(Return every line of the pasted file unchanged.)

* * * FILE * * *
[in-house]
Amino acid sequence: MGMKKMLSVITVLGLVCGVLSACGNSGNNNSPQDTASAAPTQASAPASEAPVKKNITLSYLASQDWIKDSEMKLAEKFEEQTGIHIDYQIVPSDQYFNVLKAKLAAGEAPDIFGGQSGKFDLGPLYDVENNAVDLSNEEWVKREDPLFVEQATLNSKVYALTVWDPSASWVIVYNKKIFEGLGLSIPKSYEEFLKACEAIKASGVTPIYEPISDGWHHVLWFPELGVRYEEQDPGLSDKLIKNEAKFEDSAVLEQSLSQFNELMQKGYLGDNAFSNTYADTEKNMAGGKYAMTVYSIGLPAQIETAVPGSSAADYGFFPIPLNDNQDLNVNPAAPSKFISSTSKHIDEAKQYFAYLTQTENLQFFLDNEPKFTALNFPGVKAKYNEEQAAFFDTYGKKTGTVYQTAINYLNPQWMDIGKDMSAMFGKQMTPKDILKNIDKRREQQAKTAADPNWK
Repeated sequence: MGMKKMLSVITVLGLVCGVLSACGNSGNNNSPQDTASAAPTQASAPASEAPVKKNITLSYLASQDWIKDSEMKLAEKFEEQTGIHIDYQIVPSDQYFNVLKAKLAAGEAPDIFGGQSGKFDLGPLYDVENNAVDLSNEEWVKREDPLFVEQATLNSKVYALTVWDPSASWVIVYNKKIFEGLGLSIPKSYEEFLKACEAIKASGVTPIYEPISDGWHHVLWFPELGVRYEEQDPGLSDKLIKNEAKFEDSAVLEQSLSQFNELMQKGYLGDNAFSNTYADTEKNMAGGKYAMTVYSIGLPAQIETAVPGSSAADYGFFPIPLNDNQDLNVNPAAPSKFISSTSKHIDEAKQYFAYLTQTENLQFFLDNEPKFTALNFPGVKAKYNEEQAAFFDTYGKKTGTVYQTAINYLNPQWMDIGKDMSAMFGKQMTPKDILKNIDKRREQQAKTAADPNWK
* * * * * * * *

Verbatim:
[in-house]
Amino acid sequence: MGMKKMLSVITVLGLVCGVLSACGNSGNNNSPQDTASAAPTQASAPASEAPVKKNITLSYLASQDWIKDSEMKLAEKFEEQTGIHIDYQIVPSDQYFNVLKAKLAAGEAPDIFGGQSGKFDLGPLYDVENNAVDLSNEEWVKREDPLFVEQATLNSKVYALTVWDPSASWVIVYNKKIFEGLGLSIPKSYEEFLKACEAIKASGVTPIYEPISDGWHHVLWFPELGVRYEEQDPGLSDKLIKNEAKFEDSAVLEQSLSQFNELMQKGYLGDNAFSNTYADTEKNMAGGKYAMTVYSIGLPAQIETAVPGSSAADYGFFPIPLNDNQDLNVNPAAPSKFISSTSKHIDEAKQYFAYLTQTENLQFFLDNEPKFTALNFPGVKAKYNEEQAAFFDTYGKKTGTVYQTAINYLNPQWMDIGKDMSAMFGKQMTPKDILKNIDKRREQQAKTAADPNWK
Repeated sequence: MGMKKMLSVITVLGLVCGVLSACGNSGNNNSPQDTASAAPTQASAPASEAPVKKNITLSYLASQDWIKDSEMKLAEKFEEQTGIHIDYQIVPSDQYFNVLKAKLAAGEAPDIFGGQSGKFDLGPLYDVENNAVDLSNEEWVKREDPLFVEQATLNSKVYALTVWDPSASWVIVYNKKIFEGLGLSIPKSYEEFLKACEAIKASGVTPIYEPISDGWHHVLWFPELGVRYEEQDPGLSDKLIKNEAKFEDSAVLEQSLSQFNELMQKGYLGDNAFSNTYADTEKNMAGGKYAMTVYSIGLPAQIETAVPGSSAADYGFFPIPLNDNQDLNVNPAAPSKFISSTSKHIDEAKQYFAYLTQTENLQFFLDNEPKFTALNFPGVKAKYNEEQAAFFDTYGKKTGTVYQTAINYLNPQWMDIGKDMSAMFGKQMTPKDILKNIDKRREQQAKTAADPNWK